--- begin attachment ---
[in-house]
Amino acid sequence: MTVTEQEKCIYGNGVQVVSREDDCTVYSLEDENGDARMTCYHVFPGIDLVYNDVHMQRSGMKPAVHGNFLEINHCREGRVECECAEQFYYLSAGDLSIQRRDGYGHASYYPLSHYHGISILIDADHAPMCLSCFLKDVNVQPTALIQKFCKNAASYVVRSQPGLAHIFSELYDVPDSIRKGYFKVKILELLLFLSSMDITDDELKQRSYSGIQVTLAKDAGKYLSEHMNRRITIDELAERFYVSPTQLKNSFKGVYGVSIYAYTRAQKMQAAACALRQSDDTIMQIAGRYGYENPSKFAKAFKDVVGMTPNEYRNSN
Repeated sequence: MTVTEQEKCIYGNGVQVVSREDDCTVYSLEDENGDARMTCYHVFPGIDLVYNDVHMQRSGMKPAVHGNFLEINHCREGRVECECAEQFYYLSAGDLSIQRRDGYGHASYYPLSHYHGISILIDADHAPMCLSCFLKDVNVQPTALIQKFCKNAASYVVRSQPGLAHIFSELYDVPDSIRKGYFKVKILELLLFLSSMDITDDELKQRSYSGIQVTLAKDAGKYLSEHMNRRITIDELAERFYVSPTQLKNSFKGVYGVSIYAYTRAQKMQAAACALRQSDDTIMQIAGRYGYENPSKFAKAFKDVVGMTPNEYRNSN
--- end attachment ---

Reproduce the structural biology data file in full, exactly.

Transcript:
[in-house]
Amino acid sequence: MTVTEQEKCIYGNGVQVVSREDDCTVYSLEDENGDARMTCYHVFPGIDLVYNDVHMQRSGMKPAVHGNFLEINHCREGRVECECAEQFYYLSAGDLSIQRRDGYGHASYYPLSHYHGISILIDADHAPMCLSCFLKDVNVQPTALIQKFCKNAASYVVRSQPGLAHIFSELYDVPDSIRKGYFKVKILELLLFLSSMDITDDELKQRSYSGIQVTLAKDAGKYLSEHMNRRITIDELAERFYVSPTQLKNSFKGVYGVSIYAYTRAQKMQAAACALRQSDDTIMQIAGRYGYENPSKFAKAFKDVVGMTPNEYRNSN
Repeated sequence: MTVTEQEKCIYGNGVQVVSREDDCTVYSLEDENGDARMTCYHVFPGIDLVYNDVHMQRSGMKPAVHGNFLEINHCREGRVECECAEQFYYLSAGDLSIQRRDGYGHASYYPLSHYHGISILIDADHAPMCLSCFLKDVNVQPTALIQKFCKNAASYVVRSQPGLAHIFSELYDVPDSIRKGYFKVKILELLLFLSSMDITDDELKQRSYSGIQVTLAKDAGKYLSEHMNRRITIDELAERFYVSPTQLKNSFKGVYGVSIYAYTRAQKMQAAACALRQSDDTIMQIAGRYGYENPSKFAKAFKDVVGMTPNEYRNSN